Supporting characters bring new life to shows

Supporting characters bring new life to shows

No matter how hard you fall for a long-running sitcom, it’s inevitable that your love will eventually be tested.  After a few seasons, the laughs taper off and the show hits a rough patch. The actors—by now signed to lucrative contract extensions—grow bored and start focusing on outside projects, while the writers get burnt out and their attention also wanes. To re-energize themselves as much as their viewers, these shows enlist a variety of stunts for creative inspiration: A live episode! Musical numbers! Very special guest stars! Filming on location! A surprise pregnancy!

This growing ennui has long plagued Modern Family. Now in its fifth season, it’s still beloved by many viewers (it remains ABC’s top show in the 18-49 demographic) and Emmy voters (three Outstanding Comedy Series wins in a row followed by an Outstanding Directing For A Comedy Series win means something, right?), but the series has been in a creative rut for some time. The characters and performances may still be funny, but more often they’re familiar. And while the show has tried several of the aforementioned tricks—three and counting—it hasn’t reignited that initial comedic spark that made it so irresistible.

But this season, something remarkable happened. The show crawled its way back onto my must-see list thanks to a wholly unexpected character: Lily Tucker-Pritchett, the 6-year-old daughter of the show’s gay couple, Cameron Tucker (Eric Stonestreet) and Mitchell Pritchett (Jesse Tyler Ferguson), who adopted her from Vietnam in the show’s pilot. As played by Aubrey Anderson-Emmons, also 6, Lily has suddenly become the show’s MVP and its go-to character for delivering its darkest and funniest lines. During the season premiere (“Suddenly, Last Summer”), as Gloria’s (Sofía Vergara) son Manny (Rico Rodriguez) prepared to board a plane to Columbia, a nervous Lily asked, “What if he never comes back?” Her grandfather Jay (Ed O’Neill) tries to reassure her, “Honey, no one ever leaves home and doesn’t come back.” Lily’s droll reply: “I did.”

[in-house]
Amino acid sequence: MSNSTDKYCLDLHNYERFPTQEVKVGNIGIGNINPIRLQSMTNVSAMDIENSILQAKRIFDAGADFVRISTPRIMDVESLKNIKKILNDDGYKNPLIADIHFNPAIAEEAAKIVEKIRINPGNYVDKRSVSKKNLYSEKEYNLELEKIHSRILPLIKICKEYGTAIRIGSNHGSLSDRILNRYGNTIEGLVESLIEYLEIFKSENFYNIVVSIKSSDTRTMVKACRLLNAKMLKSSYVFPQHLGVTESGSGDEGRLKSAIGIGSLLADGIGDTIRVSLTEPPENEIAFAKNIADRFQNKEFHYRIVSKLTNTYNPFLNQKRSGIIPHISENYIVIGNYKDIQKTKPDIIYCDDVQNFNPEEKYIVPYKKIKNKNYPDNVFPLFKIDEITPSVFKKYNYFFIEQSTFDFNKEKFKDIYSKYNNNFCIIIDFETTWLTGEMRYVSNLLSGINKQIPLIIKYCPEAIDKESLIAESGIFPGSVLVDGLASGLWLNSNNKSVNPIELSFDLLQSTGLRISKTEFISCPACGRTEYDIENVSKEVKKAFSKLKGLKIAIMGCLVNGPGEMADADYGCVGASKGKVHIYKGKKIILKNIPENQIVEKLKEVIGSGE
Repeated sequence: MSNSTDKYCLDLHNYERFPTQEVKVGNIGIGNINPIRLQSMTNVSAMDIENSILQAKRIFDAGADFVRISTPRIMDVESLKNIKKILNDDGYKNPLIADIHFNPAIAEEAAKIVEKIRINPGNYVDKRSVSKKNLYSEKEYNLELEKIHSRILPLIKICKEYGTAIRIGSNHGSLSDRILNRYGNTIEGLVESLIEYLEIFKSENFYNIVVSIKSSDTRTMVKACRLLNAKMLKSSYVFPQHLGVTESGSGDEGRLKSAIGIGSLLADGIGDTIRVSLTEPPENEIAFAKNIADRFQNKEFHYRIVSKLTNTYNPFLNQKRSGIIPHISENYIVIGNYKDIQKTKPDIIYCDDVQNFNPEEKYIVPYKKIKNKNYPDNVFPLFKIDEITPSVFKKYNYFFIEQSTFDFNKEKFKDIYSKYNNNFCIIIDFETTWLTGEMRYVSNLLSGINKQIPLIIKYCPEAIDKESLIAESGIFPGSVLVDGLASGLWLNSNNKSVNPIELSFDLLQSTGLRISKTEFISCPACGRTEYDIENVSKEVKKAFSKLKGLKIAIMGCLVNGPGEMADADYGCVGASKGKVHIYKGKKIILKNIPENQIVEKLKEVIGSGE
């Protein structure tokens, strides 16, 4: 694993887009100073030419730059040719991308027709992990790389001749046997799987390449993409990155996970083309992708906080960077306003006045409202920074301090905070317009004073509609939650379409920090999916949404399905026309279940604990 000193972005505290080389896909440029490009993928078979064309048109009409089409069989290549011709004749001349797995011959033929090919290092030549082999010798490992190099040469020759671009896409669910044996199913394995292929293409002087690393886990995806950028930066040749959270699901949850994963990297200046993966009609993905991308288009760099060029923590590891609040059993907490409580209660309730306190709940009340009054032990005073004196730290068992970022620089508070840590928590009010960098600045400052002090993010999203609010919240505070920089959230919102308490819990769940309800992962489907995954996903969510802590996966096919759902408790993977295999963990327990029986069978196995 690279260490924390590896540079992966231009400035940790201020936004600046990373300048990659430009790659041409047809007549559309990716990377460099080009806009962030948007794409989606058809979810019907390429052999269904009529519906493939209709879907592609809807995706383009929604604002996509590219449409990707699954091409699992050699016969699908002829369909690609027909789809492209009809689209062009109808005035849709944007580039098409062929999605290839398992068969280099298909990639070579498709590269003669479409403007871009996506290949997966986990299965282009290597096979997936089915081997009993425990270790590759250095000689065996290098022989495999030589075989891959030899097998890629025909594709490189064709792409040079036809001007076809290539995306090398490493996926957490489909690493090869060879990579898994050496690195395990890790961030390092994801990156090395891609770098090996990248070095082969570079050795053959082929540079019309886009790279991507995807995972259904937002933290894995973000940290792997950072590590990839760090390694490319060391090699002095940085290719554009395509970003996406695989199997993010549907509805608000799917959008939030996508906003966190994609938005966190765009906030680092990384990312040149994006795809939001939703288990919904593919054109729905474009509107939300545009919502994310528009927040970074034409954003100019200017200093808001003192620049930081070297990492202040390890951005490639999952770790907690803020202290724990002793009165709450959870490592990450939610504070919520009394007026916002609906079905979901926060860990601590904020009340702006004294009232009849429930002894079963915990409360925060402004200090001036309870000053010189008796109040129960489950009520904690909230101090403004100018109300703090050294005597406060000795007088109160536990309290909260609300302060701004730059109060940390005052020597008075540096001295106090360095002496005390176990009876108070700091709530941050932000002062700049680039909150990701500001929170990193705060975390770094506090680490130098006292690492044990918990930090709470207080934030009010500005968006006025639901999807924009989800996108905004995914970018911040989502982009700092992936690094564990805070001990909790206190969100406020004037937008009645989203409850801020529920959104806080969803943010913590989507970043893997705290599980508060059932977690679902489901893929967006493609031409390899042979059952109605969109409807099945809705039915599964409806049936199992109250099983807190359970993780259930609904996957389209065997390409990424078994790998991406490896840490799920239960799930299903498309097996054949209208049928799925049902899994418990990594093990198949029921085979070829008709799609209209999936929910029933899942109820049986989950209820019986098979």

This is the latest example of a sitcom reaching way down its supporting bench, plucking out an underused actor, and relying on their unique, refreshing comic flavor to ride out a rough patch. It’s an essential asset, especially for sitcoms, which thrive on repetition. Characters are reset at the start of each episode, conveniently forgetting whatever lessons they learned the previous week. Therefore, Jay and Gloria will always have generational and cultural disagreements; Phil (Ty Burrell) remains confident yet clueless, while wife Claire (Julie Bowen) acts controlling and semi-shrewish; and Mitchell is busy talking Cam off the ledge after their latest overblown drama. None of the couples will ever split—which is a shame, as it would truly make them a modern family—not even Cameron and Mitchell, who actively seem to hate each other 90 percent of the time and would obviously be much happier with other, more compatible partners. It’s the circle of sitcom life: Each week starts with a clean slate.

Which is why at this point, I’m watching specifically for Lily, and the opportunities she’s given to shine each week. She’s even a pro at silent gags: In the tag of recent episode “The Help,” Lily grows increasingly frustrated as her dads squabble about their upcoming wedding. She puts on her headphones to drown out the screaming, bangs her head against the table, imitates them talking with her hands, and finally storms off. She didn’t say a word, and I couldn’t stop laughing. The shift is all the more surprising given what a comedy-suck the character was in earlier years. By season two, the twins playing Lily as an infant hated being onscreen so much that they simply went stoic in front of the camera; when the role was recast in season three with Anderson-Emmons, it took the writers another season to figure out how to best use her. This year, they finally cracked the code. “One of my favorite things about this season is what a great little actor @AubreyLily has become,” tweeted writer and executive producer Danny Zuker recently.